More than likely you’ve got a profile on a social networking site: Facebook, MySpace, LinkedIn. Millions of Americans have created profiles and started connecting with friends, acquaintances, neighbors, and of course, coworkers. It might be possible, though not quite as likely, that you’ve participated in some mass collaboration sites, like wikipedia or an open source project. Or perhaps some content sharing sites like Delicious.com and YouTube. These are all examples of social media sites, and they’re like a tsunami on the Internet today.
I’ve always liked to say that our behavior on the Internet mirrors our behavior in real life, and social media polishes the mirror like never before. I’m not sure if I’ll ever feel the need to attend a real-life high school reunion again, as I’m already connected to (nearly) my entire class on Facebook. I can hang out with all my friends, past and present, in the virtual world, and I can collaborate with my colleagues in an instant. A sidebar: Facebook is where I hang out with my friends, LinkedIn is where I hang out with co-workers, partners, and colleagues (does everyone else use these sites this way?)
What does social media mean to HR? Managing human capital means you deal with human behavior, which as I said before, is mirrored–and quite easily–into these social media sites. Deft managers can use this to their advantage, but there are potential pitfalls.
Some of the advantages social media brings to the HR function have already been well documented: for example, if you haven’t identified a social media strategy for recruiting, you’re way behind the curve. Recruiting today’s top talent using social media isn’t just for finding and courting the younger workers; almost overnight, using social media as a recruiting technology has spread throughout the entire workforce. Humans like to interact with one another, regardless of their ages, and social media facilitates that behavior.
But you can look beyond the conventional advantages of recruiting using social media and find other advantages. Think of social media–from Facebook to your own corporate private network–as a spider web. Who is at the center of the web, and what kind of employees are those? Who is at the periphery, and what kind of employees are those? Are there correlations between performance and an employee’s place in the web? You might theorize that better connected employees (at the center) are the ones that are upwardly mobile, are the ones more likely to introduce outsiders (customers, potential recruits) to the organization, but you might also theorize that these employees are more likely (through external connections) to identify other opportunities and leave the company; what is the case for your organization?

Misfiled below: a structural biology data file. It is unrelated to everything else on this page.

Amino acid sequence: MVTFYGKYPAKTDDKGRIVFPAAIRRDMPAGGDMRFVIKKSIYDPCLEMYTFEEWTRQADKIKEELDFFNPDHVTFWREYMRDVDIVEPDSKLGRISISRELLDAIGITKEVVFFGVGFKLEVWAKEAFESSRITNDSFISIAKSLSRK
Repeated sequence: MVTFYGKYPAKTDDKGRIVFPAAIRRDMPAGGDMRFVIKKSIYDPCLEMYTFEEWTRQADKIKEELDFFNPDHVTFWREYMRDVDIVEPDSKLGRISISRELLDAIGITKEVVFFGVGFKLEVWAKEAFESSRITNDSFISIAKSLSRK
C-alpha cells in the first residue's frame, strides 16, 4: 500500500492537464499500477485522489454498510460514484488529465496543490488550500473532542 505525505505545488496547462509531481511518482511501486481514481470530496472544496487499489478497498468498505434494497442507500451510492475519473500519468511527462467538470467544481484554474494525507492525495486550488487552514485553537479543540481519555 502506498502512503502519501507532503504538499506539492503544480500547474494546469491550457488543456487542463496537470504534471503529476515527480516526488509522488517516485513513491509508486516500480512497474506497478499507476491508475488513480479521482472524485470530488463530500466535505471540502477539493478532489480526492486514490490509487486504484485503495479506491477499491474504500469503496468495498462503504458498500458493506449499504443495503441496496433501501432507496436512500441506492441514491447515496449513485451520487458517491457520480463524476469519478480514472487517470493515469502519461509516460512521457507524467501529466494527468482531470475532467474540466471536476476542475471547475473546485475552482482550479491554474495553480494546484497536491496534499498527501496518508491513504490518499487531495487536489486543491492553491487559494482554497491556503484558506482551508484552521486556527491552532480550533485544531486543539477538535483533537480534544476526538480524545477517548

The case studies for success in private, corporate social networks follow a theme: connecting human resources at the right time for the right needs. True story: a salesman in a large multi-national needs to find a resource with unique and specific skills to win some new business; he sends out feelers on the company’s private network, finds an employee on the other side of the country who has a friend (on the “outside”) with the right skills who also happens to be looking for a job. While I’m thinking of a real and specific case, I’ve generalized it to describe something that’s happening all around the world every day now.
Mass collaboration also holds obvious potential advantage to the organization, in that if used right it could facilitate the more rapid and thorough collection of “tribal knowledge”. Employees might be encouraged (even rewarded) to participate in the company’s wiki, but are the employees with the most (and most valuable) tribal knowledge the same employees with the wherewithal to create wiki entries? I don’t think many organizations have considered the potential in mass collaboration–as in open source software projects–for getting work done, but if a virtual confederation can create viable commercial software products, what could be accomplished with some management and encouragment by the organization?
On the flip side of the coin is the fact that the new social media technologies do in fact mirror human behavior, and not all such behavior is desirable or benign. These technologies can allow you to find the right human resources, whether they exist within the organization already, or whether you’re attempting to recruit from the outside, but they are also being used by your competitors to find the talent on your team that’s ready to make a switch. Vital tribal knowledge is not being captured, or it might actually be captured in public venues where it could do damage to the organization. Indiscriminate control through policy and edicts may solve some of the problems, but at what cost? Will people be inhibited from capturing knowledge in the desired venues? Will people think twice about recommending colleagues enter the recruiting cycle with your firm?
While privacy and protection of the organization’s information is an area of concern, as is the constant siren song of “the grass is greener over here” to your talent, I think an overlooked concern for managers of human capital when it comes to social media is simple distraction. With so many opportunities for human contact, both internal to the organization and external, so many profiles to maintain, so many wiki articles to create and defend, so many friend requests, so many colleague inquiries, are we overloading our workforce (or allowing them to overload themselves) with social content to create and maintain?
Stay tuned for my next blog on web 2.0 and HR; I’ll discuss rich internet applications!